CAFCA membership is not something that Morry took up as a hobby after his accident. It was a logical progression from his life as a political activist before his accident. Morry and I go back together to the “good old days” of the Christchurch Progressive Youth Movement (PYM) of the late 1960s and early 70s. He was a couple of years younger than me which means that when I was starting out in PYM as a brash 18 year old, he was still at high school. In the course of researching this obituary, I contacted his 92 year old father Jim Gardner (a well known historian and one of my History lecturers at the University of Canterbury in the 70s. He retired in 1977, the same year as Morry’s accident).
Jim wrote a short eulogy of his son especially for Watchdog : “Though a gentle child, he was a free spirit and no conformer. He was sent to Christ’s College, but he was soon at odds with the school’s rules. He ended up as representative of the progressive Youth Movement. When told to cut his overlength hair, Morry expelled himself to Papanui High School. His College mates told him he was a fool to jeopardise his studies. But he upstaged them by getting an A grade at Papanui”. Morry hated Christ’s, the snobbiest private boy’s school in Christchurch, so much so that he told me that he went back some years after he’d left and firebombed the sports equipment shed (mind you, that might have been an apocryphal story).
As a schoolboy Morry was swept up in the ferment of the youth revolution which swept the world in the 1960s and into the 70s. He was active in the splendidly acronymed CUSS (Christchurch Union of Secondary Students). In those days secondary schoolkids had their own very lively groups which were an integral part of the wider protest movement against the big issues of the days, such as the Vietnam War and NZ’s sporting links with apartheid South Africa. A fellow CUSSer (and PYMer) e-mailed me : “… at its peak (CUSS) had at a representative member (or more than one) from 17 of the 21 high schools in Christchurch in that period”.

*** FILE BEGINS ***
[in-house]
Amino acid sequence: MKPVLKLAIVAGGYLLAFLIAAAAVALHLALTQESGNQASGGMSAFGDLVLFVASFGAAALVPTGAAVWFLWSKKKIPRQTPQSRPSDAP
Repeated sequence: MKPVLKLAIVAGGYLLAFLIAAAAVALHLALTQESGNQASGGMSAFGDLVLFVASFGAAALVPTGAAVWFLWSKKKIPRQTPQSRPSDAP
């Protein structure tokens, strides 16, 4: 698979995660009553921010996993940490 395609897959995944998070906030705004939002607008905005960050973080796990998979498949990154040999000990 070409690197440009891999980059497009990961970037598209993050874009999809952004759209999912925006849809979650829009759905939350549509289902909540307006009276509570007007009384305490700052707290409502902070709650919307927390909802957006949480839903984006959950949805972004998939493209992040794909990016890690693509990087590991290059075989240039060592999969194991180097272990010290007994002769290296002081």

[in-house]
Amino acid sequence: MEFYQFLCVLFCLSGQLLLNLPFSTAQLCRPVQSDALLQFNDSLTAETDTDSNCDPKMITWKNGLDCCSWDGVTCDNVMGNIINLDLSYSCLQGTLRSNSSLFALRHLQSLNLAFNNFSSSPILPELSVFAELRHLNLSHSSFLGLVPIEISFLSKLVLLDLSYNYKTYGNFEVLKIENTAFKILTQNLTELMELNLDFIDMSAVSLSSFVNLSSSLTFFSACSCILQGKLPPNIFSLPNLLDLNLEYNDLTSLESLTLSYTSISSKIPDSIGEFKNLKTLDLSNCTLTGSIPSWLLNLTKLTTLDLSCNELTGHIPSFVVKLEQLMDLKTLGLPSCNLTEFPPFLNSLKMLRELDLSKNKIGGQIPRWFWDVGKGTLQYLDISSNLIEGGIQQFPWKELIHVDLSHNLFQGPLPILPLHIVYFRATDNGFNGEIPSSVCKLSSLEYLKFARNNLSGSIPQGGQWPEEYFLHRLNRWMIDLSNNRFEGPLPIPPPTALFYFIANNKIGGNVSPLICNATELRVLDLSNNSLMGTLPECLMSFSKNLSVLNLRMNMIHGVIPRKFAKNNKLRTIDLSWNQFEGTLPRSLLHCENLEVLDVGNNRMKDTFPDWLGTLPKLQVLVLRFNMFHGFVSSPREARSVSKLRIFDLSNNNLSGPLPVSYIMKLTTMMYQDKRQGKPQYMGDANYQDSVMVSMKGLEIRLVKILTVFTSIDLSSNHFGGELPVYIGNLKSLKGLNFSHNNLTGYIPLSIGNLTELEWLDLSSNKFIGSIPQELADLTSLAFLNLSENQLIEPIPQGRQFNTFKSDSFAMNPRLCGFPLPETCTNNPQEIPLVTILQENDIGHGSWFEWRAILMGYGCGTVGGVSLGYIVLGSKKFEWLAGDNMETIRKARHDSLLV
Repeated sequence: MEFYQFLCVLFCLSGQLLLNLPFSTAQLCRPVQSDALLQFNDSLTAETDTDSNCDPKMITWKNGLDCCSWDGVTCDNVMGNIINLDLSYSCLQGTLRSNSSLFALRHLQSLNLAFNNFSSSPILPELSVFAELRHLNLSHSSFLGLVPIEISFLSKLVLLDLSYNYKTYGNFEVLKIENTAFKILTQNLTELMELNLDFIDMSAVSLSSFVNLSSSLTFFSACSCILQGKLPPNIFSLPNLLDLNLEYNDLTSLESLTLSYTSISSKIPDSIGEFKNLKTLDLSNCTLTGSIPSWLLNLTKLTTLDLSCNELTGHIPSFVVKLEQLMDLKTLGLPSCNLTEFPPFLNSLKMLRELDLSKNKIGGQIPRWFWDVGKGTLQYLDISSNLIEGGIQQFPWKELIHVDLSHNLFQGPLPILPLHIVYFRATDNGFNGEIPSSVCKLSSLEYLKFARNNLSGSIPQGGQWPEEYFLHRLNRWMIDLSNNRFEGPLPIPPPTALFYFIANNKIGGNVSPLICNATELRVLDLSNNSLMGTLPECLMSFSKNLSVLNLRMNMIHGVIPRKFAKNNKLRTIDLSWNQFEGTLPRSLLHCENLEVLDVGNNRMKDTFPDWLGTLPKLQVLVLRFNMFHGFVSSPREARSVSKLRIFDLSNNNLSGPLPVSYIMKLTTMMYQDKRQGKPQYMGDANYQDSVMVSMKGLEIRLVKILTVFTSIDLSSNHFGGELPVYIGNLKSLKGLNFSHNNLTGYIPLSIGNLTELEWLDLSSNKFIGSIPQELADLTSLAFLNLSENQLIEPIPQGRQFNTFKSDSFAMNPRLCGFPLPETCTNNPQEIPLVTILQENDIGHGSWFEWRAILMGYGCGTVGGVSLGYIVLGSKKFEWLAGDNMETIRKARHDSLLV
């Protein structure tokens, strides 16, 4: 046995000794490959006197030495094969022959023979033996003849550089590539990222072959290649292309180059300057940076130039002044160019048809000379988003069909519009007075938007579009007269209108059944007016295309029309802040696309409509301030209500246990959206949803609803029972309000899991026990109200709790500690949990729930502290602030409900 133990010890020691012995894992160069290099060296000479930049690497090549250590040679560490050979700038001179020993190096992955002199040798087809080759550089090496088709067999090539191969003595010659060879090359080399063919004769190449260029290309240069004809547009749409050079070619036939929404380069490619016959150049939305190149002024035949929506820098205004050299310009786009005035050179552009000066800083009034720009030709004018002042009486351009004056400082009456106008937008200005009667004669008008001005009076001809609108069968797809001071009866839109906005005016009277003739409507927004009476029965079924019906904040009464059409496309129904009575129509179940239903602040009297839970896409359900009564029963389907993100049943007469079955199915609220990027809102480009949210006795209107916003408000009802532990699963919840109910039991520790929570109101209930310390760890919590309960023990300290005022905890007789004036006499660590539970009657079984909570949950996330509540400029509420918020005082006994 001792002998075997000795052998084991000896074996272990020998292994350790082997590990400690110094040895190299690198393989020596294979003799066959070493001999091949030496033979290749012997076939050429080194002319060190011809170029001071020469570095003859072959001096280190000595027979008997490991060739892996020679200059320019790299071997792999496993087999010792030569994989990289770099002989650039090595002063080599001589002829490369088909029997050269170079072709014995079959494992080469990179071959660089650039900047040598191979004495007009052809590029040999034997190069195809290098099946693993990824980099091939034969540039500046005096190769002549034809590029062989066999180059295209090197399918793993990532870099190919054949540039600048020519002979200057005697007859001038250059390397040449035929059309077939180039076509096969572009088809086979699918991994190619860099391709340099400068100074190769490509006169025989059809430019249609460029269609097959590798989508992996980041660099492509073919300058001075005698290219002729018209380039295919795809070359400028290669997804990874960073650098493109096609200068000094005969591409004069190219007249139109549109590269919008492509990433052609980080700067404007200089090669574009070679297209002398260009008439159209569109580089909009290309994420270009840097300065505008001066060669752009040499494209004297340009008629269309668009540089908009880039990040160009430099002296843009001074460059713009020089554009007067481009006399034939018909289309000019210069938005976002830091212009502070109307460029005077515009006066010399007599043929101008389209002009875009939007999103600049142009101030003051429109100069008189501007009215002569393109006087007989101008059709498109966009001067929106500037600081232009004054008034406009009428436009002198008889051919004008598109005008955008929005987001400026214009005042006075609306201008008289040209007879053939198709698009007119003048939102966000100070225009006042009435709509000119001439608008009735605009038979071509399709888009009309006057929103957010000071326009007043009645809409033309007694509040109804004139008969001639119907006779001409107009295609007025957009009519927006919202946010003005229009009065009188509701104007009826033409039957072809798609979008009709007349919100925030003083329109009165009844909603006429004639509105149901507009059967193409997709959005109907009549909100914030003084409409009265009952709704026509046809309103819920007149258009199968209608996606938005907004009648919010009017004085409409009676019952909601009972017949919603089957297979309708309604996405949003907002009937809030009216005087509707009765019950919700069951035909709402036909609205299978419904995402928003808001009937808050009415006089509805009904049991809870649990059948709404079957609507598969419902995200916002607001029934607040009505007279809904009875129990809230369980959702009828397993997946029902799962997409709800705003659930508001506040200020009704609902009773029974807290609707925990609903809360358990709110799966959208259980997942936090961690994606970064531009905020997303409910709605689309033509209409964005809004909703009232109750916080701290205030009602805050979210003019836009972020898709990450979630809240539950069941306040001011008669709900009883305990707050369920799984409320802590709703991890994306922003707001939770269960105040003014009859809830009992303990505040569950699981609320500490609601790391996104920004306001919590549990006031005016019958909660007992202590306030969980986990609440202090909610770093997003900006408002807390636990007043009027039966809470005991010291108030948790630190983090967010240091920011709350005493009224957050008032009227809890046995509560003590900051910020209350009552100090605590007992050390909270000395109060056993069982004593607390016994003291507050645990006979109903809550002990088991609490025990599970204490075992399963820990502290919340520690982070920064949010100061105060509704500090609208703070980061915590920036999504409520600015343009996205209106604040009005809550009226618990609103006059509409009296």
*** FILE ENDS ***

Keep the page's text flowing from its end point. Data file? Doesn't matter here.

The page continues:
Morry was a PYM member although not one of the inner core who came to meetings (too boring for him, I imagine). He came to all the demos, of which there were plenty – they were held weekly for a period. And it’s important to remember that involvement in the counter-culture (doesn’t that historic term sound quaint now?) was a whole lifestyle, not simply one of political involvement. Morry was an enthusiastic participant of that lifestyle, he jumped in, boots and all, to a world of big communal flats, and the much ballyhooed but very real world of sex and drugs and rock and roll (no, it wasn’t invented by the scriptwriters of “Absolutely Fabulous”). It was a great, chaotic, time to be young.
A Lifelong Lifestyle